In an earlier post, I identified the Judean princess Berenice as the original of Saint Veronica. In orthodox tradition, early on “Veronica” was identified with Rome. (In actuality, that meant she was identified with the congregation of proto-Christians in Rome that included Mark, Flavia Domitilla, and later the popes.) I etymologically connected “Veronica” with “Berenice.” Berenice was a Herodian princess who lived in Rome in the late first century.
Berenice remained a client of the Flavian family after the death of her patron, the emperor Titus. We can assume that she remained in Rome. There, she was perfectly positioned to be a mother figure/mentor to the orphaned Flavia. (Flavia’s mother had died when the girl was under 10 years old; her father was a general who was always away.) Berenice was some 25 years older than Flavia, and had had two sons in her youth. Flavia had no close older female relatives.
In this post, I present a historical fact that strengthens my suggestion that Berenice was a mentor to Flavia. Namely, that a gravestone of Tatia Baucyl, nutrix, tells us that Flavia had seven children.
An orphan, Flavia must have needed parenting advice. Even if the children were largely raised by nurses and tutors, Flavia still needed advice on how to behave as an aristocrat and mother of emperors, and how to prepare her children for their lives as aristocrats (and for the oldest two boys, as emperors). Berenice was a mother and a princess who had assisted her brother in the administration of Judea. Now she was in exile. Like Flavia, she lived in or near court. Her role as a princess was obsolete and there was no popular movement to reinstate her. Berenice had the time and knowledge to mentor Flavia.
Flavia Domitilla’s biography
Suetonius’s Life of Domitian is our main source for the life of Flavia Domitilla, granddaughter of the emperor Vespasian and niece of the emperors Titus and Domitian. Suetonius states that Flavia Domitilla had two sons whom Domitian designated as his successors. The casual reader infers that Flavia had only these two children.
But in fact, Suetonius is writing about emperors. He is only interested in the important children (designated as successors). He had no reason to mention any other children, especially if they all died before having issue, and therefore were irrelevant to the politics of the Roman state. So we can’t infer from Suetonius that Flavia had only two children. And there is a plaque that says she had seven.
Note for French-readers
If anyone wants to read a comprehensive biography of Flavia Domitilla—minus her religious life, which he wisely refuses to speculate about—see Jean Eracle, “Une grande dame de l’ancienne Rome : Flavia Domitilla, petite fille de Vespasien” Echos de Saint-Maurice, 1964, tome 62, p. 109-134. Eracle takes account of the Catholic, textual and archeological sources. He discusses the memorial plaque that states that Flavia Domitilla had seven children. The following discussion uses Eracle’s work.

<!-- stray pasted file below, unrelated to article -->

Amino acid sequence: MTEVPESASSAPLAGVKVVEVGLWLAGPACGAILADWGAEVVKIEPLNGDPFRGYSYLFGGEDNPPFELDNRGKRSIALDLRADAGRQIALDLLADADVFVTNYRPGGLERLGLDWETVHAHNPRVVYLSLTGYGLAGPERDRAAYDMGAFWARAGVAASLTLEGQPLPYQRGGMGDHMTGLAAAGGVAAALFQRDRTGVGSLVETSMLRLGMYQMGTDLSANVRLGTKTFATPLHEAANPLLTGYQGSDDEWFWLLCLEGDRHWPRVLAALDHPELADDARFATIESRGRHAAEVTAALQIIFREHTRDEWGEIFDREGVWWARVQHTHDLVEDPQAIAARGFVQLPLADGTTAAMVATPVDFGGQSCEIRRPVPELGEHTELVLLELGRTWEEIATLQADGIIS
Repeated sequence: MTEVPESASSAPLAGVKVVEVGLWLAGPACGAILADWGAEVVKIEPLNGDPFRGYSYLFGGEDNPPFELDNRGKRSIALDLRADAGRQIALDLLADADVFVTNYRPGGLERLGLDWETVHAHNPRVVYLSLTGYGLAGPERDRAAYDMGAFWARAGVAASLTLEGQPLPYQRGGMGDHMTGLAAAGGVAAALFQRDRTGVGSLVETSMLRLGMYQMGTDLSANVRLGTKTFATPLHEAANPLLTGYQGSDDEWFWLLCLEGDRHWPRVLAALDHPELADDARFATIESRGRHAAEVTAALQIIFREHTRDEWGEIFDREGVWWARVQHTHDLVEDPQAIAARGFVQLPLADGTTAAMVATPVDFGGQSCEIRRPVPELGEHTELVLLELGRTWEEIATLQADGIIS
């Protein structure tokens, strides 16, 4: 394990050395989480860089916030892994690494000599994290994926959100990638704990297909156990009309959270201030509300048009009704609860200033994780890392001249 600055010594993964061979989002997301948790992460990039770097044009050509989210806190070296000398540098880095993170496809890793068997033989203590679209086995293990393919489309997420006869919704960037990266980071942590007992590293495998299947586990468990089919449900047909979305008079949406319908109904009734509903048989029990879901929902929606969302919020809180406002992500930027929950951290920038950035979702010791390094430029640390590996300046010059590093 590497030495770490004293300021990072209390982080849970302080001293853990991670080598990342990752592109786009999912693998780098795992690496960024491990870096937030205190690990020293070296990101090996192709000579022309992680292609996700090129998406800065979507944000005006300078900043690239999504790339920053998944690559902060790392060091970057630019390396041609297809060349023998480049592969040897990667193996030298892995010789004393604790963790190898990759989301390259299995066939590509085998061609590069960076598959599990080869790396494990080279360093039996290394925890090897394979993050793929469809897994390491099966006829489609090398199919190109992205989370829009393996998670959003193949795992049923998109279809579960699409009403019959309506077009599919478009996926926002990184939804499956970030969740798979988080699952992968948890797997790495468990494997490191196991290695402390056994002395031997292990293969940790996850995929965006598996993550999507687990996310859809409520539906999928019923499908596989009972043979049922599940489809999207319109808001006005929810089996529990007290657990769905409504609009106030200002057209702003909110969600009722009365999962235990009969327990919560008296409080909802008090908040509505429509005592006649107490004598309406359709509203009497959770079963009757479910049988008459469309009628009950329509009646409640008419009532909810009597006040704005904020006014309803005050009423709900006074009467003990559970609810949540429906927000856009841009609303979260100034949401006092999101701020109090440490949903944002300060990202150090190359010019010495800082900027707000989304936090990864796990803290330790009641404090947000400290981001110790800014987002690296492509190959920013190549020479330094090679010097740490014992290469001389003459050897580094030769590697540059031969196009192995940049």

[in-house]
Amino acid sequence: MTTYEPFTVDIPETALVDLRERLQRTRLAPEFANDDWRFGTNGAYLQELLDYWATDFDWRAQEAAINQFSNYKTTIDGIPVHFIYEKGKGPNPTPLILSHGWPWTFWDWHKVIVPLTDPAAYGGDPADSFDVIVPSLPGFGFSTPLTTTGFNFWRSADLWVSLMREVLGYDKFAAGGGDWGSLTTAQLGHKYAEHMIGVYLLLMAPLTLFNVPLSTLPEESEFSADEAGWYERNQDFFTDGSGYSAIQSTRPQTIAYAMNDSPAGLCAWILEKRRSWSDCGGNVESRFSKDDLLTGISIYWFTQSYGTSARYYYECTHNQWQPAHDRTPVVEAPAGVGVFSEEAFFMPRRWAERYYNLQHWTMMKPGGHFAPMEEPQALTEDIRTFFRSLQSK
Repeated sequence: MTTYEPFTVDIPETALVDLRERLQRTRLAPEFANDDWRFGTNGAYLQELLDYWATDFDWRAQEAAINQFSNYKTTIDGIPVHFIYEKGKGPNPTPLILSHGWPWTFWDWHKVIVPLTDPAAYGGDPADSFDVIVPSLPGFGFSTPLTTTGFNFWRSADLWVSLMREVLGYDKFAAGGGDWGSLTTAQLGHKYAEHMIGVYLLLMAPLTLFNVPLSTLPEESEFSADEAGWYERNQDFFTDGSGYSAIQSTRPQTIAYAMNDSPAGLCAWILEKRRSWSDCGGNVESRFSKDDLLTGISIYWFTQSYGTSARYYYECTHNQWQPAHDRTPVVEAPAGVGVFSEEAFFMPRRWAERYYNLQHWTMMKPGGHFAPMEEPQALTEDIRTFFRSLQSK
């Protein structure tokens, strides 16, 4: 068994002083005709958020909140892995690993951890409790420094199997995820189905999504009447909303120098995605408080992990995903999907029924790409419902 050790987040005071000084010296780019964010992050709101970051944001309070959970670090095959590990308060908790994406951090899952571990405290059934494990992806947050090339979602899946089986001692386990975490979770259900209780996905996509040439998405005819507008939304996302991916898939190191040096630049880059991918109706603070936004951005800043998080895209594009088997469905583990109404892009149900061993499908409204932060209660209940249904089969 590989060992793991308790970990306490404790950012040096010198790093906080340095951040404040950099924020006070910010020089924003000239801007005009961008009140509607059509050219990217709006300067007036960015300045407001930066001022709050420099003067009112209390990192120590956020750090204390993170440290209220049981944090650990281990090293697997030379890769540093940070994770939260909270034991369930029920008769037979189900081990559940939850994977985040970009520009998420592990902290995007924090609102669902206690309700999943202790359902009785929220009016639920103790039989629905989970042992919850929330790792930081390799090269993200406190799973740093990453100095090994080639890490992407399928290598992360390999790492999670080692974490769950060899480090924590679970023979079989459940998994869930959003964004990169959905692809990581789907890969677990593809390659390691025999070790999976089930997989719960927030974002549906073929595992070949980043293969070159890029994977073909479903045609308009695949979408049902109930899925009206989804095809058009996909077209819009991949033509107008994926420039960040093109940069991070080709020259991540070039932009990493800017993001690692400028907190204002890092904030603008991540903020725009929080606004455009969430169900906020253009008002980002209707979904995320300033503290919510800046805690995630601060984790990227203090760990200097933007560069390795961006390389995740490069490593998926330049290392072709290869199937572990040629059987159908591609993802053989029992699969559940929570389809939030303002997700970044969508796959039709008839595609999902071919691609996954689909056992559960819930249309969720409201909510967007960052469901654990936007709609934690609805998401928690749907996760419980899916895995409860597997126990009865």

The gravestone of Tatia Baucyl, nutrix
This plaque was found in the cemetery area on the Via Ardeatine in Rome, in the 18th century. The plaque is CIL 6.8942, online at http://arachne.uni-koeln.de/item/buchseite/952757 :
Eracle writes, p. 115 (my translation): “This inscription, unfortunately damaged, tells us that Tatia Baucylla, (wet-)nurse of seven grandchildren of the divine Vespasian, children of Flavia Domitilla, niece of the divine Vespasian [Domitian], received this plot by the generosity of Domitilla, and here erected a sepulcher for herself, her freedmen, her freedwomen, and their posterity.”
How do we know that this plaque was on Flavia’s property? In the cemetery area on the Via Ardeatine, this plaque is one of two inscriptions that mention “Domitilla.” (Nearby an epitaph of a dwarf, Hector, mentions “Domitilla.”) Eracle writes p. 114 (my translation): “We can therefore be certain that Flavia Domitilla took an active part in the cemetery on her property on the Via Ardeatine.”
Suetonius might be hinting at a large family
Suetonius calls Clemens “a man below contempt for his want of energy” (Life of Domitian 15). This is a strange insult: Clemens’s want of energy was politically prudent. Suetonius knew that Clemens had everything to lose and nothing to gain by participating “energetically,” i.e., conspicuously or assertively, in public life while Domitian was in power. (Domitian could interpet Clemens’s attempts at popularity as a direct threat.)
I speculate that Suetonius’s insult “contemptibly lazy” had a different meaning: it referred to private life, rather than public life. Perhaps Suetonius meant that Clemens (contemptibly) did not practice the Roman virtue of (self-)discipline, i.e. he spent too much time dallying with his wife. Just an idea.
Flavia Domitilla had seven children. She had been orphaned and married off young, and most of the Flavian family were dead. She needed help to navigate the court. Berenice was in the right place at the right time to mentor Flavia in her role as mother of future emperors. I discuss elsewhere that Flavia learned about the Roman congregation through Berenice.
Minor revisions September 20, 2021, October 30, 2021, December 25, 2022